APTN National NewsAbout 500 residents from the communities of Sikichu and Hall Lake in northern Saskatchewan have been forced to flee their homes after a lightning strike ignited a forest fire.Hall Lake is one of six communities that forms the Lac La Ronge Indian Band.The blaze was about one kilometre away from the community when people were forced to leave.Community members are staying in the nearby town of La Ronge.There is no word on when they will return home.
APTN National NewsGrassy Narrows First Nation in Ontario has won a victory in an Ontario Court.For years the First Nation has been battling the province to stop logging and mining companies from trespassing in its treaty area.APTN National News reporter Candace Maracle has this story.
APTN National NewsAn internal Conservative document leaked late last month reveals that major changes may be coming to the Fisheries Act, including the removal of many habitat protections.In the Northwest Territories, fishing is a way of life, and as APTN National News reporter Cullen Crozier tells us, these changes could have a huge impact on the way life is lived in the territory.
APTN National NewsMany of the AFN candidates are relying on new and innovative tools to reach supporters.Social media websites have captured the imaginations of candidates and their supporters alike.APTN National News reporter Ossie Michelin has this story.
APTN National NewsFamilies make up the bulk of the evidence provided to the Truth and Reconciliation Commission.Their stories are painful, and in many cases, told for the first time.APTN’s Annette Francis talked to some of the families who were at the release of the final email@example.comFollow @aptnafrancis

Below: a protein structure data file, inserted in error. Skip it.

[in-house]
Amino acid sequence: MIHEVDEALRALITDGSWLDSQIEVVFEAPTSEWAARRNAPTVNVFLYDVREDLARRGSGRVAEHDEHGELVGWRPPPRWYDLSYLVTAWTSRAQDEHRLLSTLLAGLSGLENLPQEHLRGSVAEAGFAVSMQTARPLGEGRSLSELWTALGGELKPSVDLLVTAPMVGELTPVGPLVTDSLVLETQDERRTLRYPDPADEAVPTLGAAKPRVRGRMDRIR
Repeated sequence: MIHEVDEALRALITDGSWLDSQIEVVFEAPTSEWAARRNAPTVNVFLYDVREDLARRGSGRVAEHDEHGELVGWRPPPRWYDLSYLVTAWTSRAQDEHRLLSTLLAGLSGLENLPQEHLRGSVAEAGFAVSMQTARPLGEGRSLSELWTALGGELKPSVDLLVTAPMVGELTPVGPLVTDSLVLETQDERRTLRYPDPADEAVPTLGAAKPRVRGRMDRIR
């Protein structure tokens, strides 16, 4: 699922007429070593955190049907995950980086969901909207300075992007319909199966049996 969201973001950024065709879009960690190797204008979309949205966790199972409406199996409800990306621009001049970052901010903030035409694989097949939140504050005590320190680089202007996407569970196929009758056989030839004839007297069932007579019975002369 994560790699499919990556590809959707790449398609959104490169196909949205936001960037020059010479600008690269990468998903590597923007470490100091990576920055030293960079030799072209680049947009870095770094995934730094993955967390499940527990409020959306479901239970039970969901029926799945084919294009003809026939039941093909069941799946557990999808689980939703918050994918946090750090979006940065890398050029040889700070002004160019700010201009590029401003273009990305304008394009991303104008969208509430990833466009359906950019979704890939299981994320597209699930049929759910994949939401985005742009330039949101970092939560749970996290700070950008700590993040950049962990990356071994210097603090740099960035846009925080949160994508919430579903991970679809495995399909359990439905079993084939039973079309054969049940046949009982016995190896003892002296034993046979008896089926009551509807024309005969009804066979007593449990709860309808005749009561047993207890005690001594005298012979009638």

Iman Kassam APTN National NewsINUVIK — RCMP in Inuvik have called in an Alberta police force to investigate after a woman died while being released from custody Sunday.The woman, whose name has not yet been released, was arrested the night before for public intoxication.According to a release issued Wednesday by the RCMP, police received a complaint January 9 about a woman believed to be intoxicated walking along Bonnetplume Road in Inuvik.Police said she was “arrested without incident.”According to police, she was brought to the hospital for a medical assessment where “she was considered fit for incarceration by the medical staff.”The woman was then locked in a cell until she was considered sober enough to be released.The following morning, “the female prisoner was in the process of being released from custody when she unexpectedly went into medical distress,” said the release.“RCMP administered first aid on scene and subsequently the female was escorted to the Inuvik Hospital where she was treated by medical staff. She unfortunately passed away.”According to the release, the woman “was co-operative with police throughout her arrest and time in custody.”What is not clear is what happened during her incarceration or how she died.The case has now been turned over to the Medicine Hat Police Services who are conducting an external review of the circumstances related to her death.Staff Sgt. Trevor Humphries told APTN National News that two investigators were dispatched to Inuvik Monday.“The members that were sent were our active members of major crimes,” said Humphries. “So we’re talking about members that are very senior, they’ve very experienced, skilled members that are sent to assist the RCMP and conduct this external review.”Sgt. Ernie Fischhofer and Cst. Jason Ross from Medicine Hat Police Services will be in Inuvik investigating the woman’s death until Thursday, at which point they will return home to start working on a report.Police said it will take several months for the report to be completed.Humphries said a key component of the review will come from the medical examiner’s report.“Autopsies are done quickly, but the final report often times takes several months because toxicology has to be done, and that does not get done overnight, it takes time,” he firstname.lastname@example.org